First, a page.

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Hardy, H. (2018) No title available. Undergraduate theses, University of Chichester.

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Background: There is a limited amount of research investigating the psychological effects of music on anaerobic performance, in particular isometric contraction exercises. Aims: The aim of the present study was to investigate the psychological effect of self-selected music on performance, affect and mood state during a front elbow plank. Method: Undergraduate sport students studying at the University of Chichester (n = 22; 9 Male, 13 Female) were required to hold the front elbow plank until voluntary physical exhaustion was reached under three experimental conditions (music, white noise and no-music) as part of a repeated measures design. Testing order was randomised to control for the learning effect. Plank performance time (PPT) was measured using the total PPT reached before voluntary physical exhaustion was met. Affective state was measured using The Feeling Scale (valence) and The Felt Arousal Scale (arousal) at four time points. (T1) immediately pre, (T2) mid-point, (T3) immediately post, and (T4) 10-minutes post exercise. Mood was measured using the POMS-sf, immediately pre (T1) and 10-minutes post (T2) exercise. Results: A one-way repeated-measures analysis of variance (ANOVA) revealed that PPT was significantly longer in the music condition compared to the control condition (p = .023). A series of two-way repeated-measures ANOVA’s revealed that condition had a non-significant effect on Valence and Arousal. Time Point had a significant effect on Valence (p < .001) and Arousal (p < .001). But no significant condition*time point interaction was found for Valence or Arousal (p < .05). Total Mood Disturbance (TMD) was not significantly affected by Condition or Time Point (p < .05), but an overall condition*time point interaction was found (p = .022). Conclusion: Listening to music significantly increases plank performance time and reduces total mood disturbance compared to white noise or no-music. Yet listening to music does not significantly affect valence or arousal.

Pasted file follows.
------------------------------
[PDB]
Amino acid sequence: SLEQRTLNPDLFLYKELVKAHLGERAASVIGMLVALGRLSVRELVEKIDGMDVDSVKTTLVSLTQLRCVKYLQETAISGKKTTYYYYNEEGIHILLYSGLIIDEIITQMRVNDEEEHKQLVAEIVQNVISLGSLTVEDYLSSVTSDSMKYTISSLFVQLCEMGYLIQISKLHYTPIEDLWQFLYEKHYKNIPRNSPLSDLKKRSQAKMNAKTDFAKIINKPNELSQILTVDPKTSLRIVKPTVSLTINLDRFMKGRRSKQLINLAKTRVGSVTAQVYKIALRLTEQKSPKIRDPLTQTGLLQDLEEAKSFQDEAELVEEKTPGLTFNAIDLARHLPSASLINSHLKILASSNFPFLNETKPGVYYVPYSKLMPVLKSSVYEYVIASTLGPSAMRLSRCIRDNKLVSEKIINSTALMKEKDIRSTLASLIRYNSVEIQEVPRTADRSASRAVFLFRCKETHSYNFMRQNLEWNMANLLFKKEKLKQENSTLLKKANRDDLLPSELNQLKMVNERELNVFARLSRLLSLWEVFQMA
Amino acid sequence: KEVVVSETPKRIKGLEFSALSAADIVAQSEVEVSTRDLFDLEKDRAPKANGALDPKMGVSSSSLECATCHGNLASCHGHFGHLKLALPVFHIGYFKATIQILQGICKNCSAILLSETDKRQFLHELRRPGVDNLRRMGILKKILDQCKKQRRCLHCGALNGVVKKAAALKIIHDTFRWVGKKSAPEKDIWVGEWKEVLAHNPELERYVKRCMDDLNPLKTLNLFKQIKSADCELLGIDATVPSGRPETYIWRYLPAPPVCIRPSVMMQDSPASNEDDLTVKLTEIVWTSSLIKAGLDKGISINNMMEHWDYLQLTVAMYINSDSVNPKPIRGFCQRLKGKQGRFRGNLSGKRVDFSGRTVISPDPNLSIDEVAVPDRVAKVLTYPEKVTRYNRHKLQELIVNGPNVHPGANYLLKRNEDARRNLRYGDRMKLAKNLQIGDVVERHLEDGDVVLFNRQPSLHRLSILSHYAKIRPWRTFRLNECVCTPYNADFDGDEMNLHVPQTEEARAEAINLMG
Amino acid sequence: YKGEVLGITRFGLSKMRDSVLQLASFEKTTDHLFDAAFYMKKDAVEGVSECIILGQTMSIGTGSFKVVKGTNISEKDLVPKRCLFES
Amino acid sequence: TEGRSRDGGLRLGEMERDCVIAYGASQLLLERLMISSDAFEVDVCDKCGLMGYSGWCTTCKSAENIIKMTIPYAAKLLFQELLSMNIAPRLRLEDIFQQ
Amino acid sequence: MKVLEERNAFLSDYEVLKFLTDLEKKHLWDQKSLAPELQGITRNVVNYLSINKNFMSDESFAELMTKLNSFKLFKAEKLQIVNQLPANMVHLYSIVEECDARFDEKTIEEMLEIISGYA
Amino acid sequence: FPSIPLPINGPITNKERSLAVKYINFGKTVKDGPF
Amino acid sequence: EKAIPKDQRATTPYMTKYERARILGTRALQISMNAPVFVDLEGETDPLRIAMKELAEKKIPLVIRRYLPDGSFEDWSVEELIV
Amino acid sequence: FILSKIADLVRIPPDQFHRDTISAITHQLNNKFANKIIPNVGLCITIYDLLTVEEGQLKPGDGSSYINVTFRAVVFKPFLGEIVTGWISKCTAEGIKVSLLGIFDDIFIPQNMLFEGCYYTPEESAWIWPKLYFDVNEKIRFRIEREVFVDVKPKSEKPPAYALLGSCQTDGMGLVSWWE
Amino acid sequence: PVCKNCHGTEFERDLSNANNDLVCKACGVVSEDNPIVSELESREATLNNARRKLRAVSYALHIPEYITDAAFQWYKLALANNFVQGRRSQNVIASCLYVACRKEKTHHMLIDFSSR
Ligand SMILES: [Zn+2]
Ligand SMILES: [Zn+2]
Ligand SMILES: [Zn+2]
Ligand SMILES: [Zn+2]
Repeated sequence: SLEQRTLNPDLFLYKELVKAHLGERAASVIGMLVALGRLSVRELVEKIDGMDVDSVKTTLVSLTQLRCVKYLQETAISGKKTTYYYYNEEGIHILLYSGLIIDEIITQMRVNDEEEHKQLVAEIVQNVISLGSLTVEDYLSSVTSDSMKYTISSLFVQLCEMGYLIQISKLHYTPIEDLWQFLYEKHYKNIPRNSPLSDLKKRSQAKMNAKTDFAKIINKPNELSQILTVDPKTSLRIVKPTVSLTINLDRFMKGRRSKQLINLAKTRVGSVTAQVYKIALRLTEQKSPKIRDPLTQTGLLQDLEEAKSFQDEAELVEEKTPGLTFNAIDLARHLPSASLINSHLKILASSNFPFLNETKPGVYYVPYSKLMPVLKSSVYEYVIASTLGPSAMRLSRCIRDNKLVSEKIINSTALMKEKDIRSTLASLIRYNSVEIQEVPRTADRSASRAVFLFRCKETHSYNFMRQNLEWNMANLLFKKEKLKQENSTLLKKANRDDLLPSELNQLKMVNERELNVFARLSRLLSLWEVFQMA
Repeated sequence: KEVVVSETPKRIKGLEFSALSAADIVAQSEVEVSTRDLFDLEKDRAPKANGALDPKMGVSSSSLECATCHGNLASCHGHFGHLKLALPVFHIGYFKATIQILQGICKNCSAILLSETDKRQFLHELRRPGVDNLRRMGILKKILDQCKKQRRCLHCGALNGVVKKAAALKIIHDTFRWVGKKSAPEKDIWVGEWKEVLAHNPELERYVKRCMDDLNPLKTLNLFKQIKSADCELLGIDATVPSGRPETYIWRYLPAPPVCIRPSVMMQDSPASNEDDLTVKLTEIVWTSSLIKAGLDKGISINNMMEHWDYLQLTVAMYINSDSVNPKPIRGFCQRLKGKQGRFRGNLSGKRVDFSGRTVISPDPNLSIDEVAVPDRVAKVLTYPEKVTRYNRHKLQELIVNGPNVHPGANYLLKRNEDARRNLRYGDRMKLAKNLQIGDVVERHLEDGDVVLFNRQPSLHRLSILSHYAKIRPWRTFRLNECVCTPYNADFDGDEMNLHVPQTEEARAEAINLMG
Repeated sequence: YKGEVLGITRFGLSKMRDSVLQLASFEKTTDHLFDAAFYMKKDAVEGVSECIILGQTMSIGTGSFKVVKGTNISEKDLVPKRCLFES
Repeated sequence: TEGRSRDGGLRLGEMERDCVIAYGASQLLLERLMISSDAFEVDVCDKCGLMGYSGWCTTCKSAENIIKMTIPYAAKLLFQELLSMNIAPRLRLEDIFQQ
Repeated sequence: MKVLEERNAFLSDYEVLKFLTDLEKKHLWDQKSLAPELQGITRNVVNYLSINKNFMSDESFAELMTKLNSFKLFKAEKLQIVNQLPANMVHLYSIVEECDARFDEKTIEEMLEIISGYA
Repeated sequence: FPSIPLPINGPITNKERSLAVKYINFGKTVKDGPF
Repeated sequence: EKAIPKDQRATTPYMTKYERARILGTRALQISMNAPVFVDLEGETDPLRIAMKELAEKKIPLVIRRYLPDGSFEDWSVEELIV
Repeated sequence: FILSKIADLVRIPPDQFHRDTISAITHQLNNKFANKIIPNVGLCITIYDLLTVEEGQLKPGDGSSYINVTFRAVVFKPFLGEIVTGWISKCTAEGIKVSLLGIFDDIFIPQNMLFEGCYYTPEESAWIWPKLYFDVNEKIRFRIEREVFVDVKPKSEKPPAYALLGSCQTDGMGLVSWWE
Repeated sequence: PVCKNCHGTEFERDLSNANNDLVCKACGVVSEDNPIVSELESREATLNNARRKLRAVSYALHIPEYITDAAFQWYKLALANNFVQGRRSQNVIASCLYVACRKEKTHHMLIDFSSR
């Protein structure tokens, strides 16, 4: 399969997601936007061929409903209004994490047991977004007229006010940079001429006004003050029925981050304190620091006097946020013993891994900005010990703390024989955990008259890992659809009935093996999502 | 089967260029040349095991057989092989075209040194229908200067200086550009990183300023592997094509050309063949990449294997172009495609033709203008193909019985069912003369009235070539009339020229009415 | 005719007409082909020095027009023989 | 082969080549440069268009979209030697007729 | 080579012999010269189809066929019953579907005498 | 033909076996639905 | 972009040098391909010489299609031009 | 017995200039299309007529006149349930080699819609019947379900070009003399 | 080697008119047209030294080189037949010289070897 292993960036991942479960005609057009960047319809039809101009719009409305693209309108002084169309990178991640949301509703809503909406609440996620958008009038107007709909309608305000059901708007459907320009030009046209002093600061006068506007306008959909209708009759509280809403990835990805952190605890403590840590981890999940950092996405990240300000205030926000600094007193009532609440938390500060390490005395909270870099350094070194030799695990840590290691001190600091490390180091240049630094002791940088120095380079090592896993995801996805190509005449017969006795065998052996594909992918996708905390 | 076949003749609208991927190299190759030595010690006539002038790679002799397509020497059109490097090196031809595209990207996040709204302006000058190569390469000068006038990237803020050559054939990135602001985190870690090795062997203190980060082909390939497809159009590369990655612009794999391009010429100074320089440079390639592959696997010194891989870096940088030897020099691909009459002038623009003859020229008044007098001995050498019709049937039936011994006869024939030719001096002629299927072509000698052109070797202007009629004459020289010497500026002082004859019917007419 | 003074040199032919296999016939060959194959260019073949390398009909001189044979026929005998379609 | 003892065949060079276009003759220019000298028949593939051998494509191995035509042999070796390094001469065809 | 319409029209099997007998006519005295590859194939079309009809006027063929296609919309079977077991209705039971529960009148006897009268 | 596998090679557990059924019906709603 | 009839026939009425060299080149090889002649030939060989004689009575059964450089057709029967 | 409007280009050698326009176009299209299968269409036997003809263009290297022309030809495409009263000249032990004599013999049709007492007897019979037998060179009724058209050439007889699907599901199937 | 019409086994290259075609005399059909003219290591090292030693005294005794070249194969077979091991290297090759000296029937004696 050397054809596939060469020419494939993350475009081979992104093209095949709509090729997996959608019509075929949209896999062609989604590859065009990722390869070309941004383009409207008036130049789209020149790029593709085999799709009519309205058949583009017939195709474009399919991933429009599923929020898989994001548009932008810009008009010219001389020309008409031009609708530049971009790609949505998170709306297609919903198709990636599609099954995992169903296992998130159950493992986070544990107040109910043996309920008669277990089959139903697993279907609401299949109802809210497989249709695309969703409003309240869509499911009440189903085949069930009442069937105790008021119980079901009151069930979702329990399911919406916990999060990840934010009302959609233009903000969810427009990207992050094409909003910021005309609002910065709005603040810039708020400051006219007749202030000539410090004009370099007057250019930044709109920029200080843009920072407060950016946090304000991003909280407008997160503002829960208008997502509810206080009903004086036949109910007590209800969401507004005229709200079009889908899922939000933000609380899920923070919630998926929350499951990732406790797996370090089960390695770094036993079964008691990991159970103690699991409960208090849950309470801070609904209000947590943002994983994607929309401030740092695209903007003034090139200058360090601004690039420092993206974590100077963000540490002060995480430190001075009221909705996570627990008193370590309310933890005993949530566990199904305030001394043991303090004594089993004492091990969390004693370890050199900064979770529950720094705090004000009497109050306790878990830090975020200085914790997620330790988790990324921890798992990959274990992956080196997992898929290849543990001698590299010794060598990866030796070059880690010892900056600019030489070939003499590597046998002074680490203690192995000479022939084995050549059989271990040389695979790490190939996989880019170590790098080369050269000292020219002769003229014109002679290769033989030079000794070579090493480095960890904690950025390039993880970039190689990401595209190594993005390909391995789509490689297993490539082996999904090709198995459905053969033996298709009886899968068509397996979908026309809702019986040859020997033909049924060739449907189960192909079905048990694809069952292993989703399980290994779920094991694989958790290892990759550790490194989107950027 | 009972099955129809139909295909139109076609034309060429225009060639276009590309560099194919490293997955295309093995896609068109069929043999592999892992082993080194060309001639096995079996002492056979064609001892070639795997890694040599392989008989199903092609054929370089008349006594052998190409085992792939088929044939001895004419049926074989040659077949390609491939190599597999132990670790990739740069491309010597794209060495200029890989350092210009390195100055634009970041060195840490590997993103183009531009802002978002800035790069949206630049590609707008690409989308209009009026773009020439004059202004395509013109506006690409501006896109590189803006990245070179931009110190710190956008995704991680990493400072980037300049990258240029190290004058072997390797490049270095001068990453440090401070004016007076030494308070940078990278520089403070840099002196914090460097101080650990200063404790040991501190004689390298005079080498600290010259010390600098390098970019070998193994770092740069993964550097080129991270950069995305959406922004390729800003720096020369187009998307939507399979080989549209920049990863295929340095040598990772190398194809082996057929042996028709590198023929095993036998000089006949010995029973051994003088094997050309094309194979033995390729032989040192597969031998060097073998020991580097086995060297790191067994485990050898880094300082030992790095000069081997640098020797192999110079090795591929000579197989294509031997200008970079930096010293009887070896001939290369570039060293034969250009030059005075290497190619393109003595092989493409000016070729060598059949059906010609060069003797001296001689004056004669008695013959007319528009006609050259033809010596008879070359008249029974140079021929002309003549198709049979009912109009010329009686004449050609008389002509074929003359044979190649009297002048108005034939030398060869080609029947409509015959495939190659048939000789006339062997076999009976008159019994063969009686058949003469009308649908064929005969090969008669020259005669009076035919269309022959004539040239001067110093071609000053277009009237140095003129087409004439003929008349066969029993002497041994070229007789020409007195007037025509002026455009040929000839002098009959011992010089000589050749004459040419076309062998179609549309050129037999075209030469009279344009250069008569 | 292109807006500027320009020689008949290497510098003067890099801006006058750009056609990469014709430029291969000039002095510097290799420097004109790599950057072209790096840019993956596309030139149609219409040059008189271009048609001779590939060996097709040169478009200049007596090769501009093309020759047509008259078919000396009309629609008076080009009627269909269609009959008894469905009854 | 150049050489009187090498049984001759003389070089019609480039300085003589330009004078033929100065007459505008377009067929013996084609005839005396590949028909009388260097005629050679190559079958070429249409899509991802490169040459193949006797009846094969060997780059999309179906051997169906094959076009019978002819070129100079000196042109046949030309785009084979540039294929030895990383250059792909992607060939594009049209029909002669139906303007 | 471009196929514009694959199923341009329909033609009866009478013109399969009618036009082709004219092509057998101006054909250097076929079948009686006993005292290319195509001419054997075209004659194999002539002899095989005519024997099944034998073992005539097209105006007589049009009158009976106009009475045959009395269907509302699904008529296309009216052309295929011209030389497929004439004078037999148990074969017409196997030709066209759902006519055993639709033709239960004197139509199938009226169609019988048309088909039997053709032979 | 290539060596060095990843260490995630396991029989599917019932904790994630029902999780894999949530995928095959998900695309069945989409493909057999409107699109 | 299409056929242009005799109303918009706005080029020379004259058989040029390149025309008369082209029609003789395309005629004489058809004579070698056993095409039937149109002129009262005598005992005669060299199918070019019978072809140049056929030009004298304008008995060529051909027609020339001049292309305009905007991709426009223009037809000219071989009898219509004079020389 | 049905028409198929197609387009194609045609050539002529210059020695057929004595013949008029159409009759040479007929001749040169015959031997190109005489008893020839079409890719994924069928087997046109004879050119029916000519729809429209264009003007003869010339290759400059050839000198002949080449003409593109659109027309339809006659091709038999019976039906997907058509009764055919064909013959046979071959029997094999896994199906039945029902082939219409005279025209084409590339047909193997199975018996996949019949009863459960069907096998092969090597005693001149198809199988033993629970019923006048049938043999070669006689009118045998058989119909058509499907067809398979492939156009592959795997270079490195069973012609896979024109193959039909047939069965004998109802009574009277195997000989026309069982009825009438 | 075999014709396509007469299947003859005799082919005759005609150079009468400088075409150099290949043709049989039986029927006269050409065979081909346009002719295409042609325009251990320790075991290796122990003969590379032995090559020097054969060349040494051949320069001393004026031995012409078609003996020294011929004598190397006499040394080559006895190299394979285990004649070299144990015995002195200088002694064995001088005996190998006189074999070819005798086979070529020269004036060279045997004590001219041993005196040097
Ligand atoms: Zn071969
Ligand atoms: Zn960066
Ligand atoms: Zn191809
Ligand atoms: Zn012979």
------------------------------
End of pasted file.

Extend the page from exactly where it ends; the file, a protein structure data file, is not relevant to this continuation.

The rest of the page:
Publication Type: Theses (Undergraduate)
Additional Information: BSc (Hons) Sport and Exercise Psychology
Subjects: B Philosophy. Psychology. Religion > BF Psychology
G Geography. Anthropology. Recreation > GV Recreation Leisure > GV557 Sports
Divisions: Academic Areas > Institute of Sport > Area > Exercise Physiology
Student Research > Undergraduate
Depositing User: Ann Jones
Date Deposited: 27 Mar 2019 16:34
Last Modified: 27 Mar 2019 16:34

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